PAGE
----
Click to viewWe've had the Asus Eee PC $399 4GB model in my house since launch. And while you can't argue with the system's unbeatable size/performance/price ratio, users should know that once the honeymoon euphoria of the cheap ultraportable wears off, they're going to deal with some persistent issues that very well may be deal breakers.
You know the 7-inch screen size will be small—but really, it's too small for extended use. Seeing my wife working on the laptop, I watch as the screen gradually moves closer and closer to her face, until she's basically wearing the computer like video goggles. A 10-inch screen model sounds like the sweet spot, and more what you've envisioned as ideal.
The system is, quite simply, not stable to work on. It freezes up frequently when just going through the system's dashboard—even without multitasking in progress. And launching OpenOffice apps can be a hit or miss process, too. Sure, the system is easy enough to reboot (and speedy in this regard as well), but the OS just never feels stable.
My guess is that bugs and performance issues stem from a hardware problem (maybe that stick 512MB isn't enough after all) and an unpolished OS (Asus' custom Linux system could use a few patches for sure). But, most certainly, the 512MB of RAM isn't enough given the inefficiency of the OS's memory management. Asus, where are our updates? We're still running software version 1.0. This must be the least-patched OS in history.
The biggest annoyance, by far, has to be the system's subpar Wi-Fi. If nothing else, the Eee is meant to be a web-surfing machine, the perfect companion to your overpriced espresso drink. But it has a ton of difficulty finding hotspots. Expect to retry detection several times before a list of local networks appears. That might not sound all that tedious, but losing five minutes plus when connecting to the internet—frequently—gets real old real fast in the year 2008.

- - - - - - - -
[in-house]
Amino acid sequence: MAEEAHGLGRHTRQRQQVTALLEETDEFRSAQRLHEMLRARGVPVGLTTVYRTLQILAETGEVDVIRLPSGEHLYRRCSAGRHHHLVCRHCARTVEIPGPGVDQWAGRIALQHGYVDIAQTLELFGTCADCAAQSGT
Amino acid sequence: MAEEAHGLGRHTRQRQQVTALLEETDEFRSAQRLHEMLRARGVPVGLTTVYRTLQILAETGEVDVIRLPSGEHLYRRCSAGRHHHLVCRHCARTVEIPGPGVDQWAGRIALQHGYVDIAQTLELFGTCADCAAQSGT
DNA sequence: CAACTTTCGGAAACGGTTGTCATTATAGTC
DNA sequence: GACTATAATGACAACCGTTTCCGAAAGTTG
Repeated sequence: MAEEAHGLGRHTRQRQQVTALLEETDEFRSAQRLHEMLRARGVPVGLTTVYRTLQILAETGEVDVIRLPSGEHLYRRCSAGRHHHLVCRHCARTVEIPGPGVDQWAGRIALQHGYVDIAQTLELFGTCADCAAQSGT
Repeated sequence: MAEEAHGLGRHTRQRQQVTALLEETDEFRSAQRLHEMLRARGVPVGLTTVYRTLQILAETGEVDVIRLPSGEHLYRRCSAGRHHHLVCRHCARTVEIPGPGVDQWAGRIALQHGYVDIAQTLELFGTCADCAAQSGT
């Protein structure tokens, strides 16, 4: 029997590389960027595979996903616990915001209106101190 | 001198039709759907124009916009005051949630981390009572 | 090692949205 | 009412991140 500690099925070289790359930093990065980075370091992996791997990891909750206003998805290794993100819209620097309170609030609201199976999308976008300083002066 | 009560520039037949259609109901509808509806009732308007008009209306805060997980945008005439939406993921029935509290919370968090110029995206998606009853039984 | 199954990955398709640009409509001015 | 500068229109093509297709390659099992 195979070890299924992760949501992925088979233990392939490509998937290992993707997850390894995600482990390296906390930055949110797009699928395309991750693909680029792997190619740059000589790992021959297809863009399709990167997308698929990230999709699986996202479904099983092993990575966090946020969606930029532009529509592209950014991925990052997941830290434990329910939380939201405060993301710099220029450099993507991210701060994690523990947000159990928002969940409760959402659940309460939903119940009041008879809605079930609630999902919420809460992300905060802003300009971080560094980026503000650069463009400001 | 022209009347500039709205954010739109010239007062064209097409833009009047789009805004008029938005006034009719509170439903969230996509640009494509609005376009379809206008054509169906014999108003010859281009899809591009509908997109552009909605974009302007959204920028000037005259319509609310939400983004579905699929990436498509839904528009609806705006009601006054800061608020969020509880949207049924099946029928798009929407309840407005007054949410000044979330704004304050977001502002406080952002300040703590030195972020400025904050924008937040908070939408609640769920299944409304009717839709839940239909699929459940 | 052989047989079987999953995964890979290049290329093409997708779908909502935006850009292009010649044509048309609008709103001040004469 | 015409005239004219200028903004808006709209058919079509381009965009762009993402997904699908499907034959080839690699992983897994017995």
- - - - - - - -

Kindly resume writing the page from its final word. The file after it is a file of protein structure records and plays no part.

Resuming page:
And these problems even occur with your own saved networks. For some reason the Eee doesn't like to remember security keys. Users eventually become smart enough to paste the code somewhere in their documents, but really, should we have to?
I'm not sure that the Eee is a "don't buy." But more and more every day, I'm wishing that we'd invested the $400 elsewhere (a new smartphone, for instance). Initial reviews accepted the system's shortcomings partially because everyone loved that golden price/performance/size ratio and partially, even tacitly, because many expected bugs to be ironed out in due course.
Maybe more RAM would improve the experience, but at this point I'm fearing the investment. Maybe loading Ubuntu will solve the OS problems—I plan on doing just that this weekend—but most users won't deal with that hassle. At this point our love affair is over and we realize that the Asus Eee PC, as important as it may be for the market, is a glorious "miss" in its current state.